First off, I don't need to worry about the product, just species A. Second, the separator is acting at steady state. The output is ##C_{Ao}##, and the states are ##C_{A}## and ##V##.So my governing equations and variable vectors are
    $$ \vec{x} = \begin{bmatrix} C_{A} \\ V \end{bmatrix} $$
    $$ \vec{u} = \begin{bmatrix} F_{i} \\ C_{Ai} \\ F_{o} \\ F_{r} \end{bmatrix} $$
    $$ \vec{y} = \begin{bmatrix} C_{Ao} \end{bmatrix} $$

    Reactor
    (1) $$ \frac {dV}{dt} = F_{i} + F_{r} - F $$
    (2) $$ \frac {d(C_{A}V)}{dt} = F_{i}C_{Ai} + F_{r}C_{Ar} - FC_{A} - kC_{A}^{3}V $$
    Separator (steady state)
    (3) $$ 0 = F - F_{r} - F_{o} $$
    (4) $$ 0 = FC_{A} - F_{r}C_{Ar} - F_{o}C_{Ao} $$

    For equation (2), I expand out
    $$ V \frac {dC_{A}}{dt} + C_{A} \frac {dV}{dt} = F_{i}C_{Ai} + F_{r}C_{Ar} - FC_{A} - kC_{A}^{3}V $$
    I substitute (1) into ##\frac {dV}{dt}##
    $$ V \frac {dC_{A}}{dt} + C_{A}(F_{i} + F_{r} - F) = F_{i}C_{Ai} + F_{r}C_{Ar} - FC_{A} - kC_{A}^{3}V $$
    The ##FC_{A}## terms cancel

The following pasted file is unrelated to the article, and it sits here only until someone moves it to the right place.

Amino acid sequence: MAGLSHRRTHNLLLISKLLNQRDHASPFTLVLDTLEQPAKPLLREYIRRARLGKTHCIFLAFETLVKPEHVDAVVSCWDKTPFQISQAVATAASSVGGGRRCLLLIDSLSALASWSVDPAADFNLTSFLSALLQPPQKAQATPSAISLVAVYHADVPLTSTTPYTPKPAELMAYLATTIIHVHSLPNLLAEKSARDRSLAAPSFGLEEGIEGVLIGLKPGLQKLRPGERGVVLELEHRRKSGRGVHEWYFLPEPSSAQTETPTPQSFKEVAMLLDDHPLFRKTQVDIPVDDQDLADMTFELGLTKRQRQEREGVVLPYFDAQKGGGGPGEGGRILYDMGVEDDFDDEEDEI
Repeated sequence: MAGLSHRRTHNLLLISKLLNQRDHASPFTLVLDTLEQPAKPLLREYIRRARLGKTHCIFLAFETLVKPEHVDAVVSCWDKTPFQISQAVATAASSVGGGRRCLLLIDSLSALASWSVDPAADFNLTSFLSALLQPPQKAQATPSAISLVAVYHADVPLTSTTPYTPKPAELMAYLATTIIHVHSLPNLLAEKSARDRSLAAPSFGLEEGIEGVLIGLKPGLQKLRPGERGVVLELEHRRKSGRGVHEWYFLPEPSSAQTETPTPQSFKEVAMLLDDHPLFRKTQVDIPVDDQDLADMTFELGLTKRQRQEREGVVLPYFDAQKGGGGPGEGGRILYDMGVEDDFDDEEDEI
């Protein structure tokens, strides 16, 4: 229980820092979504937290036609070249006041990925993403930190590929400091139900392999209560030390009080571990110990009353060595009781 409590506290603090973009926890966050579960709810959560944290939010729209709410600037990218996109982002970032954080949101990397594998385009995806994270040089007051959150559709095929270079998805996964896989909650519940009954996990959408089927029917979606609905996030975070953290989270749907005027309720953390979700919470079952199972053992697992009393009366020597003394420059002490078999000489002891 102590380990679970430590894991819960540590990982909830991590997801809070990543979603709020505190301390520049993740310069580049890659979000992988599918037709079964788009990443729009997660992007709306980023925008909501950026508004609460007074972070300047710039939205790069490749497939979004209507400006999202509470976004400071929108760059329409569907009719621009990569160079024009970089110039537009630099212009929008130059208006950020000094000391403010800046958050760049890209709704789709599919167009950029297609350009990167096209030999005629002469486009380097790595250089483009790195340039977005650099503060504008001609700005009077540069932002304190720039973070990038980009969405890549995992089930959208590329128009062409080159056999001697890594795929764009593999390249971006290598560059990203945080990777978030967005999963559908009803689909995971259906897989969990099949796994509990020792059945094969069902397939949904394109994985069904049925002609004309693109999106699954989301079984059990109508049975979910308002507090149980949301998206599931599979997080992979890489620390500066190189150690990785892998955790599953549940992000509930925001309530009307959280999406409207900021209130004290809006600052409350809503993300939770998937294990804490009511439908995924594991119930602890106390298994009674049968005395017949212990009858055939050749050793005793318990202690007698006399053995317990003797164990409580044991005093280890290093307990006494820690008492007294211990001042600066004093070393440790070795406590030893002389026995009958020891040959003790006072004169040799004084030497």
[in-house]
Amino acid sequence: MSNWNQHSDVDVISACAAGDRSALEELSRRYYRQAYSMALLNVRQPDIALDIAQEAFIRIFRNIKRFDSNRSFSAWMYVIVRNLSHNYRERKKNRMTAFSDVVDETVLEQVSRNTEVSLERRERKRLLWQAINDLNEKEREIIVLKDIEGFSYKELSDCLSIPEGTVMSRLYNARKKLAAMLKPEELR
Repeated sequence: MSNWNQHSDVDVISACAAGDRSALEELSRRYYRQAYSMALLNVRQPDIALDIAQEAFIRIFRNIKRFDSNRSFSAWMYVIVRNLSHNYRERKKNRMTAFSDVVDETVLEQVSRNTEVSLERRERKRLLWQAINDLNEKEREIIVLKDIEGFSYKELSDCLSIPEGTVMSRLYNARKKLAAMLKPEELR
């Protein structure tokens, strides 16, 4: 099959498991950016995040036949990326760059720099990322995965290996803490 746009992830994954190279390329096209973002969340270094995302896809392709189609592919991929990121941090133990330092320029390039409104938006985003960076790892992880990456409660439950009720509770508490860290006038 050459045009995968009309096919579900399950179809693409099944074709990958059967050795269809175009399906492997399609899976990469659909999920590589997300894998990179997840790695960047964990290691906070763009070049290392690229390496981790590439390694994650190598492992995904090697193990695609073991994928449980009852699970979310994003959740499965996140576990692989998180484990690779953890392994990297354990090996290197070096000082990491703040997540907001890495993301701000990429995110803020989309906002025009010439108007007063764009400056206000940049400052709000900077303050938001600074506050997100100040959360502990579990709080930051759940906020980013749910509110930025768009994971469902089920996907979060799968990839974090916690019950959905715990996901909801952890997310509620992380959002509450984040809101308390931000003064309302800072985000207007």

$$V \frac {dC_{A}}{dt} = F_{i}C_{Ai} + F_{r}C_{Ar} -F_{i}C_{A}-F_{r}C_{A} - kC_{A}^{3}V $$
    I know I need to use the separator balance equations to substitute into this equation to cast in the form needed for part (c), but I am unsure which way to substitute.
     
    Last edited: Sep 16, 2015
  4. Sep 16, 2015 #3

    Maylis

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    A new thought came to mind, with equation (2),
    $$ V \frac {dC_{A}}{dt} + C_{A} \frac {dV}{dt} = F_{i}C_{Ai} + F_{r}C_{Ar} - FC_{A} - kC_{A}^{3}V $$
    I will modify equation (1)
    $$\frac {dV}{dt} = F_{i} + F_{r} - F$$
    Using equation (3)
    $$ 0 = F - F_{r} - F_{o} $$
    Solving for ##F_{o} = F - F_{r}##, I will substitute back into (1)
    $$ \frac {dV}{dt} = F_{i} - F_{o} $$
    Then substitute this into (2)
    $$ V \frac {dC_{A}}{dt} + C_{A}(F_{i} - F_{o}) = F_{i}C_{Ai} + F_{r}C_{Ar} - FC_{A} - kC_{A}^{3}V $$
    I will use equation (4)
    $$0 = FC_{A} - F_{r}C_{Ar} - F_{o}C_{Ao}$$
    Solve ##F_{r}C_{Ar} = FC_{A}-F_{o}C_{Ao}##. I substitute this into (2) and now have
    $$ V \frac {dC_{A}}{dt} + C_{A}(F_{i} - F_{o}) = F_{i}C_{Ai} +FC_{A}-F_{o}C_{Ao} - FC_{A} - kC_{A}^{3}V $$
    The ##FC_{A}## terms cancel, leaving me with
    $$ V \frac {dC_{A}}{dt} + C_{A}(F_{i} - F_{o}) = F_{i}C_{Ai} -F_{o}C_{Ao} - kC_{A}^{3}V $$
    But I'm still not quite sure how to get the the form they are looking for.